LARKSPURSHIRE, Colo. – Just a three-hour drive south, you can step back in time 500 years to the village of Larkspurshire and the Colorado Renaissance Festival.
Renaissance festivals are offered all around the country at various times of the year. But they all grew out of the Pleasure Faires of the early 1960s in California, said Jim Paradise Jr., vice-president and director of marketing for the Colorado Renaissance Festival.
The festivals grew both in size and popularity, eventually expanding into Minnesota, with Paradise’s father involved in those early ventures. The expansion continued around the country, with more festivals springing up from coast to coast, until, in 1976 CRF was born.
Renaissance festivals did experience a few dark years, with a more bawdy, risqué atmosphere around both the entertainment and the people who attended. A few years ago, though, the organizers of festivals and faires around the country realized they were alienating a vast audience for their particular type of entertainment and significant changes were made.
“We’ve evolved, not only in expansion of our property, but in the type of patron we attract,” Paradise said. “We’ve become much more family-oriented than what we used to be.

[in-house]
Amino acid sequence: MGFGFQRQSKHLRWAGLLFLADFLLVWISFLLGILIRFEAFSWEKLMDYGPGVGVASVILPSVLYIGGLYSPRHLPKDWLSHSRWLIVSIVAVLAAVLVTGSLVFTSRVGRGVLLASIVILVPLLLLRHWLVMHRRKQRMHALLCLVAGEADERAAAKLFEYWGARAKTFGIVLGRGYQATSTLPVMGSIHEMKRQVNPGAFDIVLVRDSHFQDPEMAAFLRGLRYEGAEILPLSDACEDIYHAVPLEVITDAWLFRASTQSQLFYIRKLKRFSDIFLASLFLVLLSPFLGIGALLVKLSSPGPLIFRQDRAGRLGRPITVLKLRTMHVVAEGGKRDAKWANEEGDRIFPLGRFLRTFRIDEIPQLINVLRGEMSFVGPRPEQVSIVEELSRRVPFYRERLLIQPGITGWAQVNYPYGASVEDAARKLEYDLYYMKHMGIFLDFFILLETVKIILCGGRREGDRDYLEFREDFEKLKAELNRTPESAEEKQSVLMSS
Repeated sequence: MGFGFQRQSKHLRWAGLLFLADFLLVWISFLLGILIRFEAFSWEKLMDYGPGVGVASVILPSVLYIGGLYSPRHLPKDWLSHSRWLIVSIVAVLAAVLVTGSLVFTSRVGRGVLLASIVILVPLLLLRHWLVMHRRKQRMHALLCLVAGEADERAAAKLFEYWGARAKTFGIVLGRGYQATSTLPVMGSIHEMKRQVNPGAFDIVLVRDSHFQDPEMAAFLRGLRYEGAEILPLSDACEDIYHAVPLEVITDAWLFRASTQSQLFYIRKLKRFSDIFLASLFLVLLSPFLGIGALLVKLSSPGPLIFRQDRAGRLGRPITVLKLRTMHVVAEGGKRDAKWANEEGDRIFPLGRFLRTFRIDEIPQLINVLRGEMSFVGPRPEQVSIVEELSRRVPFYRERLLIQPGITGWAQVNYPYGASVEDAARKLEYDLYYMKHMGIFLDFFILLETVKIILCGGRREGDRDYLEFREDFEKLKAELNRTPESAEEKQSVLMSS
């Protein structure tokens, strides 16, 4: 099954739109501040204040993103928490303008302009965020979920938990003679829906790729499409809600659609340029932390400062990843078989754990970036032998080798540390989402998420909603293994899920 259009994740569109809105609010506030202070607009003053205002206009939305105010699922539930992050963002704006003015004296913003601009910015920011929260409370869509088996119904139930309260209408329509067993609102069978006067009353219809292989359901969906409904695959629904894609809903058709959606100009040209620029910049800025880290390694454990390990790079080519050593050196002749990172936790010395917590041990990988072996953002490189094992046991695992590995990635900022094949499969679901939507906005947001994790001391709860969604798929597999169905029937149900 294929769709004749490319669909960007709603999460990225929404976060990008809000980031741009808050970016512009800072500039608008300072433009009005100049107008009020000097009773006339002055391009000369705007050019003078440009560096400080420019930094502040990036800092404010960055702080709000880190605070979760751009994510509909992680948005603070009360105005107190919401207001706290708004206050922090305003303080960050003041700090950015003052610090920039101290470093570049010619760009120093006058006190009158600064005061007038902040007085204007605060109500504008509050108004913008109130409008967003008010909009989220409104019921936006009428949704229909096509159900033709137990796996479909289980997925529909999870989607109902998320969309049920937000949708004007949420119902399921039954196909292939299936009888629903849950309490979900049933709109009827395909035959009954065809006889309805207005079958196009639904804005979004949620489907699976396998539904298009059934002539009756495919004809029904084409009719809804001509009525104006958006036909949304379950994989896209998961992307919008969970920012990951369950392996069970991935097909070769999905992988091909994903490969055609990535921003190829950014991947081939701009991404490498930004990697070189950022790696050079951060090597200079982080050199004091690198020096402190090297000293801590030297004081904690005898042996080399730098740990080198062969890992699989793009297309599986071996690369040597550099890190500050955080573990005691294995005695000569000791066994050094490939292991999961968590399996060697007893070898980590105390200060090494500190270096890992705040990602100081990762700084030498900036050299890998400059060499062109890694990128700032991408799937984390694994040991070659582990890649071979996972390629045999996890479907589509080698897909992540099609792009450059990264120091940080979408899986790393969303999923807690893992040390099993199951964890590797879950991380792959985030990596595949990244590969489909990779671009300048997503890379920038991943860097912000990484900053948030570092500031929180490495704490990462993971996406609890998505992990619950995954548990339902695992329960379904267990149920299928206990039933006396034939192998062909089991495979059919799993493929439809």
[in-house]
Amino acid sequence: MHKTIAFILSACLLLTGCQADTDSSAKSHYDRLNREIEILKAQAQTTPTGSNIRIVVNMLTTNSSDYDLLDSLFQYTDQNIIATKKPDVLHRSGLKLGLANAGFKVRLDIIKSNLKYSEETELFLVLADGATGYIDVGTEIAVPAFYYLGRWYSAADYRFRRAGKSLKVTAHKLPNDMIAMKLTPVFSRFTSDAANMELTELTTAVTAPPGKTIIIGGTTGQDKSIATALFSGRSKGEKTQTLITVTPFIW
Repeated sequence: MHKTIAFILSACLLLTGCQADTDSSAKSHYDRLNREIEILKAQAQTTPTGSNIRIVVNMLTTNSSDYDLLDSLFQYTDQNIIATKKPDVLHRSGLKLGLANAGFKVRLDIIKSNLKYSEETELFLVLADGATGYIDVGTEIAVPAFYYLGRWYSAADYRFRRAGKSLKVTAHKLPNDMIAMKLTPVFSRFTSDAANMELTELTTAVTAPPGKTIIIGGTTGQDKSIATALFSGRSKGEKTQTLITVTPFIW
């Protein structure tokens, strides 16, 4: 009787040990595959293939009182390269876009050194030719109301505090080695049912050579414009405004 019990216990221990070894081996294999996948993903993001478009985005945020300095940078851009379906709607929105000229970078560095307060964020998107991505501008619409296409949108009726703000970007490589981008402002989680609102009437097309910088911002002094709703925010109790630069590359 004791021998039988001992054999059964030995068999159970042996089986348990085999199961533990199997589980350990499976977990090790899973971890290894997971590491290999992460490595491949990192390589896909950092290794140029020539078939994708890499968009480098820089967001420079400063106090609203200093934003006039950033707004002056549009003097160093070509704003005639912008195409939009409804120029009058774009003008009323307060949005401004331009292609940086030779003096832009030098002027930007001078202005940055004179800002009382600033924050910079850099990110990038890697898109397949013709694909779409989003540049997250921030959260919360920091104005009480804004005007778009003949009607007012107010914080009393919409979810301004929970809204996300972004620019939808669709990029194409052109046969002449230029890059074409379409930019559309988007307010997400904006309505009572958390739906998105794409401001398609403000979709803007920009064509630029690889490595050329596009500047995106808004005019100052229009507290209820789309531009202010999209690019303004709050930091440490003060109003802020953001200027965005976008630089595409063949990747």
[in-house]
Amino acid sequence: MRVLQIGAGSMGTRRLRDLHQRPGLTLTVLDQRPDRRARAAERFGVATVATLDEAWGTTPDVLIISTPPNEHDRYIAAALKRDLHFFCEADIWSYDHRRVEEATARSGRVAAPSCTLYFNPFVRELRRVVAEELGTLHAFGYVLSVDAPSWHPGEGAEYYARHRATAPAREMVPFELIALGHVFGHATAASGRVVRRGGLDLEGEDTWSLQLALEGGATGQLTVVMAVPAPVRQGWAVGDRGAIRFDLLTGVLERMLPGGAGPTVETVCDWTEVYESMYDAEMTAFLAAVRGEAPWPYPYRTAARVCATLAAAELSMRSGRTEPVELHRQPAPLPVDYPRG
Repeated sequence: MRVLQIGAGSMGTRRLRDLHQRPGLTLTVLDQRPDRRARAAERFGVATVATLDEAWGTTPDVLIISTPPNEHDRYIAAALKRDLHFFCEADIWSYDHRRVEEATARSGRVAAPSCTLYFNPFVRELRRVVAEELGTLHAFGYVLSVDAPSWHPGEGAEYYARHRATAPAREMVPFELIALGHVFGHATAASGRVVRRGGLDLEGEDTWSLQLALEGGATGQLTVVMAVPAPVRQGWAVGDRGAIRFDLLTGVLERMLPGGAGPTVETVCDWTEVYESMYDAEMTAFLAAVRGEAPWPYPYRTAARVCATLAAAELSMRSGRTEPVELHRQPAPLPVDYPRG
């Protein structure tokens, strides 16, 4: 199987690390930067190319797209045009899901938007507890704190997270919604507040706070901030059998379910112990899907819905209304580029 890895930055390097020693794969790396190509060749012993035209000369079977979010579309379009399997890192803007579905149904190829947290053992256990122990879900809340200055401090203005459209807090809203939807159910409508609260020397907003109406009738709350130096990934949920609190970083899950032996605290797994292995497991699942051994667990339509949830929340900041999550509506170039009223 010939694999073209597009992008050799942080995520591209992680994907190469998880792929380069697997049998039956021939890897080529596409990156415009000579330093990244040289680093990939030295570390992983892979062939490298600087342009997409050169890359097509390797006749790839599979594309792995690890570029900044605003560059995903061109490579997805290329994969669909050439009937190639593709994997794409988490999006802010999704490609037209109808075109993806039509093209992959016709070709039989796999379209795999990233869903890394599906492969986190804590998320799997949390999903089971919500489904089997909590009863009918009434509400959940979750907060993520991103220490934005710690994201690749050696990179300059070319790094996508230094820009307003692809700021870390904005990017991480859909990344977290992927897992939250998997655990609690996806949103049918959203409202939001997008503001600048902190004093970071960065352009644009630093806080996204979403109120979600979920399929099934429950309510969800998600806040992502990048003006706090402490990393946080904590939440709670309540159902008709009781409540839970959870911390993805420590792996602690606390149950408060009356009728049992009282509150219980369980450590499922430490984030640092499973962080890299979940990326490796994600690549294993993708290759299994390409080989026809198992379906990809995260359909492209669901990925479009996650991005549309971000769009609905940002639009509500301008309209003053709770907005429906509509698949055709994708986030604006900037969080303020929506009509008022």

“Now, we’re offering a much more family-oriented adventure for all, is the best way to put it,” he said. “There’s so much to do and see, it gives a really unique experience for everyone.”
One thing, which sets CRF apart, is the crew works to bring in new entertainment and vendors each year, Paradise said. One such attraction at the 41st Colorado Renaissance Festival is The Living Well.
Katelyn Hansen of Westminster, Colo., portrays the centerpiece of The Living Well. Wearing a special costume fitted with water lines, Hansen executes delicate movements and poses in time with a pre-recorded sound track, all to the accompaniment of the gentle sprays of water coming from her fingertips and the top of her head.
The Living Well concept grew from a larger show developed almost two decades ago in Orlando, Fla., by Wes Holden, called The Living Garden. The shows featured various characters in the garden, from plants to trees to rock formations, all coming to life before the audience’s eyes.
“It’s all choreographed, but then Katelyn makes it her own,” Holden said. “That allows her to interact.
“It’s easy to get caught up in moments with the kids,” he said. “We want them to be able to enjoy those moments.”
And it’s that interaction between players and audience that makes the Renaissance Festival experience unique, Paradise said. Around virtually every corner, there’s a musical act, a food vendor or a street performer, all ready to bring the festival experience to life.
“Sitting outside, having a refreshment of your choice and listening to live music is a really great afternoon,” he said. “Expect the unexpected – there’s just so much for everyone to enjoy.
“I know it sounds cliché, but it’s true,” Paradise said. “You can come out in jeans and a t-shirt or in full Renaissance garb. Just come out and enjoy yourself and get away from the everyday monotony.”